With Yodeck, our clients can use the TV screens they already have to display their promotions, images and videos. As Yodeck is cloud-based, all they need to do is go online and log in. They can then remotely update screens all over the world. And our Yodeck Player gets sent to them pre-configured so it runs on Wi-Fi networks. We wanted shops, bars, schools and offices to quickly get their content on screen, without messing with complicated tech. So, in addition to the platform, we also provide content creation tools to make the process easy. These include free layout templates and free stock images and videos, as well as free integrations to display data dashboards, newsfeeds and weather data.
As simple as it sounds, the fact that Yodeck is easy and affordable is the innovation. So, now the next step we will take focuses on AI and audience analytics. That way any promotions or media content gets customized based on demographics. Moreover, we think this increases the impact of digital signage, as people will see content that interests them.
How the coronavirus pandemic affects your business and how are you coping?
Vangelis Mihalopoulos: Coronavirus restrictions affected everyone – startups, established companies, market leaders. We were no exception. Because the bulk of our clients comes from retail, restaurants, offices and education, business shrank by 3% within a month. As each sector went into lockdown, of course, many deactivated their screens. Overall, our industry was hit hard as we drive screens in places where people gather.
However, because Yodeck focused on being affordable, most clients kept their subscriptions active. And as countries re-opened their economies in the summer, clients that churned swiftly came back. And after that one month, we were back in our growth trajectory. Our Unique Value Proposition literally saved us. Shops, bars, offices, hotels – the backbone of most economies – needed what we offered. Therefore, they returned to Yodeck. I think how startups are surviving coronavirus in our industry depends on their having a rock-solid UVP. Otherwise, any inherent product weaknesses will definitely show up in stark relief.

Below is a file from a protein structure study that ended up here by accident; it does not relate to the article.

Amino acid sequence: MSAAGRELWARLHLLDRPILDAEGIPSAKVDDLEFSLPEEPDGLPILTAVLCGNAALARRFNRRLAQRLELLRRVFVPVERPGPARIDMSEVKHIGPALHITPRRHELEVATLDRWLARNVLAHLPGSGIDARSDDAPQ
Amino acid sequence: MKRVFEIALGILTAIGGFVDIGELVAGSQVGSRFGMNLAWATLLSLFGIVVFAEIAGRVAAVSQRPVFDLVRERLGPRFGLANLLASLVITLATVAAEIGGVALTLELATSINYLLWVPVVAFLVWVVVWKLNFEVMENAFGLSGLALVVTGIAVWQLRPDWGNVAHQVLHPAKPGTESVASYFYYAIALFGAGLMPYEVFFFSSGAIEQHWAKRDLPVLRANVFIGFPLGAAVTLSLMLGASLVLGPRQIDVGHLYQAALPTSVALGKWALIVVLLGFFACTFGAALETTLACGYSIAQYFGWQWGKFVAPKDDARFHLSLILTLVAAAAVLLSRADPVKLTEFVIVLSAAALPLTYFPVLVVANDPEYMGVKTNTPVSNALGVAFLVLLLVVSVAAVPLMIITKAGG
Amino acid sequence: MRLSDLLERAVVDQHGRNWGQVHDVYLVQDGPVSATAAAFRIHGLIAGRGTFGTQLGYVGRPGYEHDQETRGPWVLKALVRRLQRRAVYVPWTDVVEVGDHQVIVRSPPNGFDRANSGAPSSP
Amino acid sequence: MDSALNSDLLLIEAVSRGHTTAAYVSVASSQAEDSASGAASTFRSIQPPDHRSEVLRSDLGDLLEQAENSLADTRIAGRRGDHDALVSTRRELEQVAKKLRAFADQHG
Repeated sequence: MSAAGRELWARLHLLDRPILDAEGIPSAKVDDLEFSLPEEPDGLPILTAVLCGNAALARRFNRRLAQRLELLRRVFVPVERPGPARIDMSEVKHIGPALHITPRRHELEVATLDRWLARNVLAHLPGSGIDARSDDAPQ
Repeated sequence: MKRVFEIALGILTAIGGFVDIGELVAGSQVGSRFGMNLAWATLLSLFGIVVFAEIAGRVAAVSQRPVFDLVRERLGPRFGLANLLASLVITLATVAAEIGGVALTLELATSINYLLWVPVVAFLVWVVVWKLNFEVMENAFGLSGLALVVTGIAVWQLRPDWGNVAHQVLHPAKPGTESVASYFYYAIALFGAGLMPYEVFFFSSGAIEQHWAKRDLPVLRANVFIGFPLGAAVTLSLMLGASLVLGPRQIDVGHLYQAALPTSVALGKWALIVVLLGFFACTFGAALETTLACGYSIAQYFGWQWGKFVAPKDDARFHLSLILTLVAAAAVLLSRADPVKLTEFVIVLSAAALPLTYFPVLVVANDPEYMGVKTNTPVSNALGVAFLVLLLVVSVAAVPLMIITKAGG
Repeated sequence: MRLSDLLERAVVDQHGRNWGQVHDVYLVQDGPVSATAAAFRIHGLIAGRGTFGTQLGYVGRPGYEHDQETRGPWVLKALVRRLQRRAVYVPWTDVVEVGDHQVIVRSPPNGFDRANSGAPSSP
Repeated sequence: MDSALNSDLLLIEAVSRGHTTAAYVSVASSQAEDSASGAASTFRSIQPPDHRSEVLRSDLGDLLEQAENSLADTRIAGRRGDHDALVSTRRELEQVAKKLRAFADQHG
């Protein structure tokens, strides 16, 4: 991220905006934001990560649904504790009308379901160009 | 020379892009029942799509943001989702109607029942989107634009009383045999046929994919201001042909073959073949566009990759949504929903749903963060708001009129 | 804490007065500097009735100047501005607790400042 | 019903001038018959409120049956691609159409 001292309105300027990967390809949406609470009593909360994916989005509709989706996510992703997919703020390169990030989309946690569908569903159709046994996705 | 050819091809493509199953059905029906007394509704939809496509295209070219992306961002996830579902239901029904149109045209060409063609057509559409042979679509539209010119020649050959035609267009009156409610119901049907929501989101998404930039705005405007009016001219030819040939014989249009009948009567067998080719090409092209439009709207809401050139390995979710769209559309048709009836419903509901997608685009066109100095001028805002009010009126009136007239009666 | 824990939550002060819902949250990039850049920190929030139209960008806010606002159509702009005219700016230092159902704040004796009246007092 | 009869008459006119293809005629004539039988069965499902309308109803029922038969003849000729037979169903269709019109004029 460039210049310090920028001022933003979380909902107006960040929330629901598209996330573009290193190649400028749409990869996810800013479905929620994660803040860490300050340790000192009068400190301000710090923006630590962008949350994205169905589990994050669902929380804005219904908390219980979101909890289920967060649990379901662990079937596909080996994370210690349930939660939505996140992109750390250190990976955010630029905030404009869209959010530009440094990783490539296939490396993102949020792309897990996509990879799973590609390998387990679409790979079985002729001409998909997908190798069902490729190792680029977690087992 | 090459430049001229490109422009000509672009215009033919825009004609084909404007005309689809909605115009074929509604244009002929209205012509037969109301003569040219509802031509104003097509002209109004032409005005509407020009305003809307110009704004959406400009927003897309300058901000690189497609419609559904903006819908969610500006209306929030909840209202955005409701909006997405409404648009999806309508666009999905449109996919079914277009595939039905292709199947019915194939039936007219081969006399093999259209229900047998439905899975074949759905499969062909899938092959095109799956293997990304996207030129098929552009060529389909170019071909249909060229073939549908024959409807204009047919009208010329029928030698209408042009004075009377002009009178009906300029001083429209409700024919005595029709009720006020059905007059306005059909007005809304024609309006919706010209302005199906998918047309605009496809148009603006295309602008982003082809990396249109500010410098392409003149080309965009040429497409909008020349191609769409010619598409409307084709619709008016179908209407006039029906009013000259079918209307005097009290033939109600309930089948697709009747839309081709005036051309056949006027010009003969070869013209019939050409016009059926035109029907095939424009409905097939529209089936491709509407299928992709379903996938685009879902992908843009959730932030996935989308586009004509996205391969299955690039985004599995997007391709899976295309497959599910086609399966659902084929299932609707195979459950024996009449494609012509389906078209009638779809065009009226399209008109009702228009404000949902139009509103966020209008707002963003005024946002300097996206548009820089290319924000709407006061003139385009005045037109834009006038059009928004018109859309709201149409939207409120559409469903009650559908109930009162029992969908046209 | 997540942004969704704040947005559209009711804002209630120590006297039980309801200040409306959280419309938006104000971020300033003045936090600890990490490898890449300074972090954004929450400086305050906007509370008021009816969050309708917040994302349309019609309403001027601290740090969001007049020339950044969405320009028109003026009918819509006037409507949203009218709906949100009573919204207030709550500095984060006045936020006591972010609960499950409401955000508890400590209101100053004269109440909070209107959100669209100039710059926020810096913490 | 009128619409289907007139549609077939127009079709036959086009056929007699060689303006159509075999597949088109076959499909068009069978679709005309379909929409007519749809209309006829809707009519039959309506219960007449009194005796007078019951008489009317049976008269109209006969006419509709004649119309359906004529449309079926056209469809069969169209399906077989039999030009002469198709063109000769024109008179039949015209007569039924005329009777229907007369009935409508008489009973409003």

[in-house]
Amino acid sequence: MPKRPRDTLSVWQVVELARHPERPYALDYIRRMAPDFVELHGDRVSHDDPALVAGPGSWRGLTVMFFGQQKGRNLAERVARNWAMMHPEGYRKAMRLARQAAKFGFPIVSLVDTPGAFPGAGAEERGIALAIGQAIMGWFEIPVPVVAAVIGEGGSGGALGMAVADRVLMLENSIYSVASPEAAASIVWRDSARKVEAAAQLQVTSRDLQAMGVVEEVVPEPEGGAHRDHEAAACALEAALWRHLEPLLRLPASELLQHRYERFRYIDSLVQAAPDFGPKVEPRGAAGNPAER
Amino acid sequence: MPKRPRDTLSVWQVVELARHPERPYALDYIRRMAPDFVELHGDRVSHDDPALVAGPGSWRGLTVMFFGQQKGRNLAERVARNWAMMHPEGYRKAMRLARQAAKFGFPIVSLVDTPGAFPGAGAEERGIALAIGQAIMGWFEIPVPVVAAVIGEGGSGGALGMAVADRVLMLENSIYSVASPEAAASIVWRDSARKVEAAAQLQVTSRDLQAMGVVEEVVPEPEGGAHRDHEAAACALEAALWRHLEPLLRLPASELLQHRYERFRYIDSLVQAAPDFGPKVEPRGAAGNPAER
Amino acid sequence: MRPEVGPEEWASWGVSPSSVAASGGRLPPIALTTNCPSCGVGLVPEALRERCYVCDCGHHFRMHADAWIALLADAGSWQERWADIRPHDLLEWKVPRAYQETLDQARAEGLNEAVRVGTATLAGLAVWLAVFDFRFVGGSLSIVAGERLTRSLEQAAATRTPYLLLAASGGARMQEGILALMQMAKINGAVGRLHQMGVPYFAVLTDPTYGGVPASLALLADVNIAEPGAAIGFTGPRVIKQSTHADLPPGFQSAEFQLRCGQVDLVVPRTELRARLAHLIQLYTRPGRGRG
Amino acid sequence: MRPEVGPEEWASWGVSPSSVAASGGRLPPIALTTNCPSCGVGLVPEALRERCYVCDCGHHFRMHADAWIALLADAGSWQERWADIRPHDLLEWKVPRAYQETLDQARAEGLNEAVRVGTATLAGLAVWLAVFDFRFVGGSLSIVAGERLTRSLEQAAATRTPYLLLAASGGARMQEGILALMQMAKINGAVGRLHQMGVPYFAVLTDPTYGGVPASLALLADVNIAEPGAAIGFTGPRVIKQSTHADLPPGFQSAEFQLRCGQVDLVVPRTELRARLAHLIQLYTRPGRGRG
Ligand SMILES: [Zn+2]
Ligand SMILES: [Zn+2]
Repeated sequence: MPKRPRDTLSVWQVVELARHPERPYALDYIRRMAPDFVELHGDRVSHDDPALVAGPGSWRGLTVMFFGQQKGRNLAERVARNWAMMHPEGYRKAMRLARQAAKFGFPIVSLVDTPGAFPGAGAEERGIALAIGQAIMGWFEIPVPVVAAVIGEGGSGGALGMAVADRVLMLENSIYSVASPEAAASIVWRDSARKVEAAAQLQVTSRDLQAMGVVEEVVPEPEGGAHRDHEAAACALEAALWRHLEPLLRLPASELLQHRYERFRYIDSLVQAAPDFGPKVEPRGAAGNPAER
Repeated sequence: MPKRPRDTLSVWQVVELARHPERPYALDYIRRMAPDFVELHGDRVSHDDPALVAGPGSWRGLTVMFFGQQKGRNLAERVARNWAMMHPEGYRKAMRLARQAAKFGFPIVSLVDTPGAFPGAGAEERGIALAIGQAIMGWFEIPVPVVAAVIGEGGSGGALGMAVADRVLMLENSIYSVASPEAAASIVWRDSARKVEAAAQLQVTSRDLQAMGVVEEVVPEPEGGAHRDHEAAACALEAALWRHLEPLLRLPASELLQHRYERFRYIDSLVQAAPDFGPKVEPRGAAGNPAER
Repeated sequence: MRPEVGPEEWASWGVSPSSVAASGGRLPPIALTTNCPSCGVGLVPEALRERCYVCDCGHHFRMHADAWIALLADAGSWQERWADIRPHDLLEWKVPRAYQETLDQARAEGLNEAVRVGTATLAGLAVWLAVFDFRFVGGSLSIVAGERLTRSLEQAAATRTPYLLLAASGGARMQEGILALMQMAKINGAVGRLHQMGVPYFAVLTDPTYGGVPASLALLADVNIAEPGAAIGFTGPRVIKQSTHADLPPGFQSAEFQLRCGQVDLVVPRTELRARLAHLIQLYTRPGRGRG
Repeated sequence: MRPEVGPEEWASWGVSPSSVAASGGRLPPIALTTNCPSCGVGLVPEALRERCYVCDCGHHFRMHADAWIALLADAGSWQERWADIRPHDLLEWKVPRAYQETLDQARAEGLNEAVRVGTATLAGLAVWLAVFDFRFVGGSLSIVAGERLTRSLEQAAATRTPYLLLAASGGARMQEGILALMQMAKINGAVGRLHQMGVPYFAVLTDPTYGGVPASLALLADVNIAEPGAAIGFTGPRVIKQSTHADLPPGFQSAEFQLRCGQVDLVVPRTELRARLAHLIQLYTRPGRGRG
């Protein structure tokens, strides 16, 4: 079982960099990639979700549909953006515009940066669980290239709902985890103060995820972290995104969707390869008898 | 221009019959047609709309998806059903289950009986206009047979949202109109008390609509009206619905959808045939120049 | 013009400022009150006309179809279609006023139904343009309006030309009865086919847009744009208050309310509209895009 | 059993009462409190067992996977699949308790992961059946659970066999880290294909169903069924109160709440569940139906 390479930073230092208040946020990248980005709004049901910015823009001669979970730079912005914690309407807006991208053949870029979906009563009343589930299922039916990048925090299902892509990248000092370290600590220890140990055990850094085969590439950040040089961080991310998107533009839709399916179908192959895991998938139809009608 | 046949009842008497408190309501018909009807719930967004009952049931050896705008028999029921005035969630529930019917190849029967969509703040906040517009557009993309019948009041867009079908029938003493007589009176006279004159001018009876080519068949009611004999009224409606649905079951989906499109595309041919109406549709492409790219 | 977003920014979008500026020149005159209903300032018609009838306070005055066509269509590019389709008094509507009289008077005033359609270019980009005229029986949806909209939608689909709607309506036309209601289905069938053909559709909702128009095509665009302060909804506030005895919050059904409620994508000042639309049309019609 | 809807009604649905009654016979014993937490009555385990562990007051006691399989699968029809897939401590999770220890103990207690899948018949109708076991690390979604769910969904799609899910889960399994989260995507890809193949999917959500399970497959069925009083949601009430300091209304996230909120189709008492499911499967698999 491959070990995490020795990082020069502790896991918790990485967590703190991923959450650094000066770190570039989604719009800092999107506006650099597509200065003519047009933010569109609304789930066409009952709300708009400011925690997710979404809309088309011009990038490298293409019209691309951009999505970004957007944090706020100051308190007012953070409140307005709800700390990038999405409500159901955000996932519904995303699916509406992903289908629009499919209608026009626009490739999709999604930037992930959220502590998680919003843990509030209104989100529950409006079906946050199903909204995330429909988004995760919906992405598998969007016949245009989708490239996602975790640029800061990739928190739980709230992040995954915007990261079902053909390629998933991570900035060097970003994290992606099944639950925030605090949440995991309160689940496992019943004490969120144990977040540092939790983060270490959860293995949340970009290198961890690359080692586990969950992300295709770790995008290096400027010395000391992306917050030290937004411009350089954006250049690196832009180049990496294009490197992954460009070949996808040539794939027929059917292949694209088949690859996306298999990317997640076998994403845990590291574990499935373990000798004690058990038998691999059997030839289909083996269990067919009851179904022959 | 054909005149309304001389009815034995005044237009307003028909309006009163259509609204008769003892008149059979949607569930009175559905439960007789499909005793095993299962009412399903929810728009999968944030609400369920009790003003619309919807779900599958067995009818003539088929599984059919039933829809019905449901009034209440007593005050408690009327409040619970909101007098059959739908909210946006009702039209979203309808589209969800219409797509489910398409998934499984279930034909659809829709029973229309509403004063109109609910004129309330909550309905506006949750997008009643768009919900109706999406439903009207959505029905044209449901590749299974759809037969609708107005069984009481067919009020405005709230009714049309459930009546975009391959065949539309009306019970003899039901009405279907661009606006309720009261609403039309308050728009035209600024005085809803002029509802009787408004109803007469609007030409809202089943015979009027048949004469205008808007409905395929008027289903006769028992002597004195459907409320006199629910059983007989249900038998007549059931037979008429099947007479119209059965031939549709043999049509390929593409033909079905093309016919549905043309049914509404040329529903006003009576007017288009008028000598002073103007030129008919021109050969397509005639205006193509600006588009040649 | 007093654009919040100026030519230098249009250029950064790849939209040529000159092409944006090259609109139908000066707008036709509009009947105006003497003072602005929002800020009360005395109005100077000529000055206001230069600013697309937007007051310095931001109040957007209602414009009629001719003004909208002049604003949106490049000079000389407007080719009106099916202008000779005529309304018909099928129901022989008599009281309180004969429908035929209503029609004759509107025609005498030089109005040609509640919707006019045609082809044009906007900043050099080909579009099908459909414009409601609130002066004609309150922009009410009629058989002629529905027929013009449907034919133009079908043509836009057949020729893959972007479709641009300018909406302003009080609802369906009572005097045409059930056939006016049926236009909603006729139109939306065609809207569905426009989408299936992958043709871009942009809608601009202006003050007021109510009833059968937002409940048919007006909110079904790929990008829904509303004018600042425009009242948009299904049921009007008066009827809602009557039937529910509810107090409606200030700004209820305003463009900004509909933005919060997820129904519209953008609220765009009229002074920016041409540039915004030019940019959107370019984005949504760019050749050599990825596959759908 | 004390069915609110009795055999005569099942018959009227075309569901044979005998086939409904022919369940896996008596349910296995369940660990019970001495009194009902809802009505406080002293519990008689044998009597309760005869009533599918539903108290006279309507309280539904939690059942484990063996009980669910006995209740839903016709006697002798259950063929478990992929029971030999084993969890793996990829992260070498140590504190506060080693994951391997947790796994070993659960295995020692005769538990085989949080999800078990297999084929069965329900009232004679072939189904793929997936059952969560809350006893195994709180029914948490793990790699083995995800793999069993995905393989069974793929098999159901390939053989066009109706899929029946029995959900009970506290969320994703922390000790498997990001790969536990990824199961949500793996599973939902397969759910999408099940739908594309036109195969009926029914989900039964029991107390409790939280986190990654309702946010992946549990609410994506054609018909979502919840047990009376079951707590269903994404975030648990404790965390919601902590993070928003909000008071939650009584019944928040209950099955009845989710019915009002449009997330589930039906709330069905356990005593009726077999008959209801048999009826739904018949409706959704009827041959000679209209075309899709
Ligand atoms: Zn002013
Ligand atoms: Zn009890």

Did you have to make difficult choices and what are the lessons learned?
Vangelis Mihalopoulos: Firstly, my co-founder and I had to go from supporting a strong in-office work culture to work-from-home. Of course, our team members’ health and safety came first. That was a no-brainer. We thought productivity and collaboration would take a hit. However, we happily report that productivity was actually not affected.
Secondly, we decided to keep working as if coronavirus didn’t impact our bottom line. That meant rolling out new features, improving our product and service, focusing on customer support. On the other hand, we listened to our clients and tried to help them out as they faced financial difficulties.